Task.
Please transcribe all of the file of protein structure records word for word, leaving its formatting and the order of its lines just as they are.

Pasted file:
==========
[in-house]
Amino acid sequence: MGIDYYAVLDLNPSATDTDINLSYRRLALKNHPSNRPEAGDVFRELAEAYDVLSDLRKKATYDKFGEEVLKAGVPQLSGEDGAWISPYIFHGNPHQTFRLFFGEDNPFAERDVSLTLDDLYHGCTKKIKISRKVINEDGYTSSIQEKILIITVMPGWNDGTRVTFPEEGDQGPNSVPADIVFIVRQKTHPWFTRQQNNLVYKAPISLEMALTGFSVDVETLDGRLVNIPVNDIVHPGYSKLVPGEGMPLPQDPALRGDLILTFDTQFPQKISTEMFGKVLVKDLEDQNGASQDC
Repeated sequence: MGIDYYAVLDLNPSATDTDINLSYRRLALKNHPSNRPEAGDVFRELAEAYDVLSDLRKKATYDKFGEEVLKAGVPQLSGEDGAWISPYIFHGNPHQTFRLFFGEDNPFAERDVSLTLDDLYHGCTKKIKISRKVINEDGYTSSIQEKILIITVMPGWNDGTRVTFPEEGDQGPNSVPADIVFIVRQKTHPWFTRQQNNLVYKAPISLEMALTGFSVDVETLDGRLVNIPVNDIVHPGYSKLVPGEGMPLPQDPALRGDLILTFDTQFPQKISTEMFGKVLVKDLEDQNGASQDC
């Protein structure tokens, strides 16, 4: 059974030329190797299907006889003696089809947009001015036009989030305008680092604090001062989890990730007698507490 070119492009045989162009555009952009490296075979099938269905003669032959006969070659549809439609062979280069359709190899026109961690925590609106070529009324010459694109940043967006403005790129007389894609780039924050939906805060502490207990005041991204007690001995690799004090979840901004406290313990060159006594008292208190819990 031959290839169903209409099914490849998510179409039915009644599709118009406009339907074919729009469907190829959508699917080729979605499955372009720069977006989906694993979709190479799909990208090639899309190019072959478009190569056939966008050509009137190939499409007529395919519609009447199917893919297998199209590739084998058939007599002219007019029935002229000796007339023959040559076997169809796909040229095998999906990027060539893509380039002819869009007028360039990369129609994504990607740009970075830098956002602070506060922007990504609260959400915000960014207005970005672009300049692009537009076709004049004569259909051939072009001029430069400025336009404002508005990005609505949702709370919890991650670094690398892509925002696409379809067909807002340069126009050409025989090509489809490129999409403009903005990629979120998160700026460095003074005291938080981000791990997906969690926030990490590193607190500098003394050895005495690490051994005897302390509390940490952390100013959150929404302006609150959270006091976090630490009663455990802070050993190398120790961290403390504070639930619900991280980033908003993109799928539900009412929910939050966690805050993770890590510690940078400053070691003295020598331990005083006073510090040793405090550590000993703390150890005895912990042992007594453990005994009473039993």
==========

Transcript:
[in-house]
Amino acid sequence: MGIDYYAVLDLNPSATDTDINLSYRRLALKNHPSNRPEAGDVFRELAEAYDVLSDLRKKATYDKFGEEVLKAGVPQLSGEDGAWISPYIFHGNPHQTFRLFFGEDNPFAERDVSLTLDDLYHGCTKKIKISRKVINEDGYTSSIQEKILIITVMPGWNDGTRVTFPEEGDQGPNSVPADIVFIVRQKTHPWFTRQQNNLVYKAPISLEMALTGFSVDVETLDGRLVNIPVNDIVHPGYSKLVPGEGMPLPQDPALRGDLILTFDTQFPQKISTEMFGKVLVKDLEDQNGASQDC
Repeated sequence: MGIDYYAVLDLNPSATDTDINLSYRRLALKNHPSNRPEAGDVFRELAEAYDVLSDLRKKATYDKFGEEVLKAGVPQLSGEDGAWISPYIFHGNPHQTFRLFFGEDNPFAERDVSLTLDDLYHGCTKKIKISRKVINEDGYTSSIQEKILIITVMPGWNDGTRVTFPEEGDQGPNSVPADIVFIVRQKTHPWFTRQQNNLVYKAPISLEMALTGFSVDVETLDGRLVNIPVNDIVHPGYSKLVPGEGMPLPQDPALRGDLILTFDTQFPQKISTEMFGKVLVKDLEDQNGASQDC
């Protein structure tokens, strides 16, 4: 059974030329190797299907006889003696089809947009001015036009989030305008680092604090001062989890990730007698507490 070119492009045989162009555009952009490296075979099938269905003669032959006969070659549809439609062979280069359709190899026109961690925590609106070529009324010459694109940043967006403005790129007389894609780039924050939906805060502490207990005041991204007690001995690799004090979840901004406290313990060159006594008292208190819990 031959290839169903209409099914490849998510179409039915009644599709118009406009339907074919729009469907190829959508699917080729979605499955372009720069977006989906694993979709190479799909990208090639899309190019072959478009190569056939966008050509009137190939499409007529395919519609009447199917893919297998199209590739084998058939007599002219007019029935002229000796007339023959040559076997169809796909040229095998999906990027060539893509380039002819869009007028360039990369129609994504990607740009970075830098956002602070506060922007990504609260959400915000960014207005970005672009300049692009537009076709004049004569259909051939072009001029430069400025336009404002508005990005609505949702709370919890991650670094690398892509925002696409379809067909807002340069126009050409025989090509489809490129999409403009903005990629979120998160700026460095003074005291938080981000791990997906969690926030990490590193607190500098003394050895005495690490051994005897302390509390940490952390100013959150929404302006609150959270006091976090630490009663455990802070050993190398120790961290403390504070639930619900991280980033908003993109799928539900009412929910939050966690805050993770890590510690940078400053070691003295020598331990005083006073510090040793405090550590000993703390150890005895912990042992007594453990005994009473039993």